Anyone who wants to join any medical study must first read and sign a consent form that spells out why the study is being done, what it involves, and how privacy is protected.
The aim is to protect the rights and privacy of participants, provide information about the study, and ensure that each volunteer’s decision is made of their own free will—it’s a process designed to inform you so that you can make the right decision for you, and, if you do decide to take part, then your consent to do so is on record.
“It’s really important that people know their rights,” says Jamie Levey, chief operating officer of the European Huntington’s Disease Network and an HD family member who herself participates in research. “All of this takes a lot of explanation,” she adds, “you want to keep it simple, but that doesn’t necessarily mean shorter.”
Informed consent is essential to prevent the kind of exploitation that has sometimes happened in the past; it’s one way to ensure that the strict ethical research laws and guidelines now in place are closely followed.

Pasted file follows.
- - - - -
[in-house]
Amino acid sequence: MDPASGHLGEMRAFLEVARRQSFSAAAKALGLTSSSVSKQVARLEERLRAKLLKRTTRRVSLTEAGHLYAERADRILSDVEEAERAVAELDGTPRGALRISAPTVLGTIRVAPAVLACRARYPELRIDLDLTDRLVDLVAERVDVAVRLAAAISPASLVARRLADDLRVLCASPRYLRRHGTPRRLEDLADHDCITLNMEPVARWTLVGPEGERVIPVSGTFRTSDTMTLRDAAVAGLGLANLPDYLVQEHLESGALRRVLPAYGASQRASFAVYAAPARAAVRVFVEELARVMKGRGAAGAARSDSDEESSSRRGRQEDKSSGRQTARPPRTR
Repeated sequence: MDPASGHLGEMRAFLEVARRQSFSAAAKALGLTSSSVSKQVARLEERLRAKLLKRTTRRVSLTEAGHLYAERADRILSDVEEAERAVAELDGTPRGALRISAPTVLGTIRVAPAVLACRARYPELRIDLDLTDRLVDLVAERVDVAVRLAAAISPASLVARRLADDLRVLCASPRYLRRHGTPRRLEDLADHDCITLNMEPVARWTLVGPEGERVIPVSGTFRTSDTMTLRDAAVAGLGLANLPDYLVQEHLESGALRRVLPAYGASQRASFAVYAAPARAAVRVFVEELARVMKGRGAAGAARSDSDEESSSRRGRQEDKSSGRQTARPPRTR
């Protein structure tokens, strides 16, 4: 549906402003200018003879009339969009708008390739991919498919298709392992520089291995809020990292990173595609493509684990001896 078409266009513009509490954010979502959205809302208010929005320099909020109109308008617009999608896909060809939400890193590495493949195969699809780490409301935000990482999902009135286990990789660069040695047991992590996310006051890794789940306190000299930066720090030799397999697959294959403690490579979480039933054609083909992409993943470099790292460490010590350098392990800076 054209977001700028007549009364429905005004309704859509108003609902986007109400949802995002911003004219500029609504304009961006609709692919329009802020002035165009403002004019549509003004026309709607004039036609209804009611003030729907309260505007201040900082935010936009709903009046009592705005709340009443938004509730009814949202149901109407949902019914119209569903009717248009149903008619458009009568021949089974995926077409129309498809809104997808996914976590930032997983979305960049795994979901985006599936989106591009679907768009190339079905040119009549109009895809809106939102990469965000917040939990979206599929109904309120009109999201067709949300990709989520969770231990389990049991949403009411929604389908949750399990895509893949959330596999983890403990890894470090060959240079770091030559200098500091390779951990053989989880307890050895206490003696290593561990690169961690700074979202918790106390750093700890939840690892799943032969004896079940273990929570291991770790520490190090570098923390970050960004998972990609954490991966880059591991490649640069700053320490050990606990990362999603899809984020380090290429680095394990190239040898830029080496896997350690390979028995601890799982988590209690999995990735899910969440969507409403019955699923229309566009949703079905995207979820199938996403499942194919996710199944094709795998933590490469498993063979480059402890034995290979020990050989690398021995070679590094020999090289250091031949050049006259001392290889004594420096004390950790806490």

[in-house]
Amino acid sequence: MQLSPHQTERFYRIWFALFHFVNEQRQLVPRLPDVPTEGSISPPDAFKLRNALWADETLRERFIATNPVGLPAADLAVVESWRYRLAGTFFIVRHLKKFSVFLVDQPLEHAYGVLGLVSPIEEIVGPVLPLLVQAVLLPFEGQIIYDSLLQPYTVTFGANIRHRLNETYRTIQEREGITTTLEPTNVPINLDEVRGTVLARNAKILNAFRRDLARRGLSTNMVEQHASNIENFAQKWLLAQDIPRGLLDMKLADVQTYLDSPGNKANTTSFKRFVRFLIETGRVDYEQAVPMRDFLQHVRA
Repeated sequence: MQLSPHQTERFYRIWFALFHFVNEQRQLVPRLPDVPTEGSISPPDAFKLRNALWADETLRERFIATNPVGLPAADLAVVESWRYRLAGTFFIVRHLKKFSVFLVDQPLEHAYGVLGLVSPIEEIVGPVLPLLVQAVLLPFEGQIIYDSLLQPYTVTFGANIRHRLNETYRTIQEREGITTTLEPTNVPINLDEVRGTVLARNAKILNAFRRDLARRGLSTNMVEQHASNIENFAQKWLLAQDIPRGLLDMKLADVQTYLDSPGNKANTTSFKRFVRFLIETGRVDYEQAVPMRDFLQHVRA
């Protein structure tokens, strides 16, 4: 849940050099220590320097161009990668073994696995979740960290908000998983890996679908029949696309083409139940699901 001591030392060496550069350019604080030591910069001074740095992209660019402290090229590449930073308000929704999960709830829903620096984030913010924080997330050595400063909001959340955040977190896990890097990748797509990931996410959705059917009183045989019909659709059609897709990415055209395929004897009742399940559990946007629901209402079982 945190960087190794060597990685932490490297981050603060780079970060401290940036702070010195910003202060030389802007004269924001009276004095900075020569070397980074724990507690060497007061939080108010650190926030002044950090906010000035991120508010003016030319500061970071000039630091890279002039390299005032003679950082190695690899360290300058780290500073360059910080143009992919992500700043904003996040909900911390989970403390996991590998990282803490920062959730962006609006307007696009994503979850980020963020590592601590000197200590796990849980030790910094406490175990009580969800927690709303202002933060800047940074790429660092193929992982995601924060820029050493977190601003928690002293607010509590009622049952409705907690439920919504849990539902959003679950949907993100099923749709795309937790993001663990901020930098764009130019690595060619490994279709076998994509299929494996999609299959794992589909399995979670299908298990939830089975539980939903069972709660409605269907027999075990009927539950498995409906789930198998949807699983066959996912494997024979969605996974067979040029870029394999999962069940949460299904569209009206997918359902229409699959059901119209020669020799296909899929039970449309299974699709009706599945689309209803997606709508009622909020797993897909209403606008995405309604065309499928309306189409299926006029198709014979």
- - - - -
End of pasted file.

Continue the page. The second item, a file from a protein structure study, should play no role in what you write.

There is no single world authority that dictates what an informed consent form must include, each region or nation has different regulations. In the US, each university, hospital or research institute also has its own committee, called an institutional review board (IRB). Each IRB may have its own requirements for what’s included. The exact wording of the informed consent form for Enroll-HD, for example, must be negotiated with dozens of different IRBs in the US alone.
For Enroll-HD, the form is long because the technical terminology is explained in simpler language. It describes the mental and physical exams that are part of the study and emphasizes that participation is voluntary and that anyone can drop out of the study at any time. It also gives you the option to be contacted for future drug trials or other types of studies.